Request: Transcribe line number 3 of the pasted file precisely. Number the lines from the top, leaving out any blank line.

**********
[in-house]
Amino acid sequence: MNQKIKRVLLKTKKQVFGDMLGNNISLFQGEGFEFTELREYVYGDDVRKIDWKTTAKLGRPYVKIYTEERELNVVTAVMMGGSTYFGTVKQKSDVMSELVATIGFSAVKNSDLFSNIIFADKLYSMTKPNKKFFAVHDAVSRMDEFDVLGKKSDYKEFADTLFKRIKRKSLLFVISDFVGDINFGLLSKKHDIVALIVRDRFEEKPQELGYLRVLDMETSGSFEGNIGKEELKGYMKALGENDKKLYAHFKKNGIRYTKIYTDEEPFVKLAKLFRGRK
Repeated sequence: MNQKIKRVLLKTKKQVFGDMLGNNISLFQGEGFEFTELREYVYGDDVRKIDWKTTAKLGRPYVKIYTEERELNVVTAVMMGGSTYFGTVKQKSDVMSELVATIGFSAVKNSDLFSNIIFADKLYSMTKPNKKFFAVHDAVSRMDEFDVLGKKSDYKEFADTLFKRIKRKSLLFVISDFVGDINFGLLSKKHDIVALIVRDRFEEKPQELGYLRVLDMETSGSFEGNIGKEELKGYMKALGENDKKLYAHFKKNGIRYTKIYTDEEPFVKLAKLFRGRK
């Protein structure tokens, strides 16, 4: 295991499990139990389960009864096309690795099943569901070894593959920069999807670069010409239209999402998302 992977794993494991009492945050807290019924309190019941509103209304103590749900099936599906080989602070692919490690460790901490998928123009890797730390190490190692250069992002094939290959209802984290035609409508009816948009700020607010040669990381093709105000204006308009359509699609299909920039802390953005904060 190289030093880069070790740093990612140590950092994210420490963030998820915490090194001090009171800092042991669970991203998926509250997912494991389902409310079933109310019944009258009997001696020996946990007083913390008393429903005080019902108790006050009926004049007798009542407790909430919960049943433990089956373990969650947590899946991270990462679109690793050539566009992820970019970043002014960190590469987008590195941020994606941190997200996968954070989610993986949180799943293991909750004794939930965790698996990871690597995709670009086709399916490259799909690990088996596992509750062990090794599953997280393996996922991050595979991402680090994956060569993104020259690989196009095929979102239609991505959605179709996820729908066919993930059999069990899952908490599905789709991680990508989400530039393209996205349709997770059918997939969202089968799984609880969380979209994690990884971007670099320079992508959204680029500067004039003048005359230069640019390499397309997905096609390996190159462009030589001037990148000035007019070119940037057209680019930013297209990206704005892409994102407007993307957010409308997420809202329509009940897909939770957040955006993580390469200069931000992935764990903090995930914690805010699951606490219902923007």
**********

Repeated sequence: MNQKIKRVLLKTKKQVFGDMLGNNISLFQGEGFEFTELREYVYGDDVRKIDWKTTAKLGRPYVKIYTEERELNVVTAVMMGGSTYFGTVKQKSDVMSELVATIGFSAVKNSDLFSNIIFADKLYSMTKPNKKFFAVHDAVSRMDEFDVLGKKSDYKEFADTLFKRIKRKSLLFVISDFVGDINFGLLSKKHDIVALIVRDRFEEKPQELGYLRVLDMETSGSFEGNIGKEELKGYMKALGENDKKLYAHFKKNGIRYTKIYTDEEPFVKLAKLFRGRK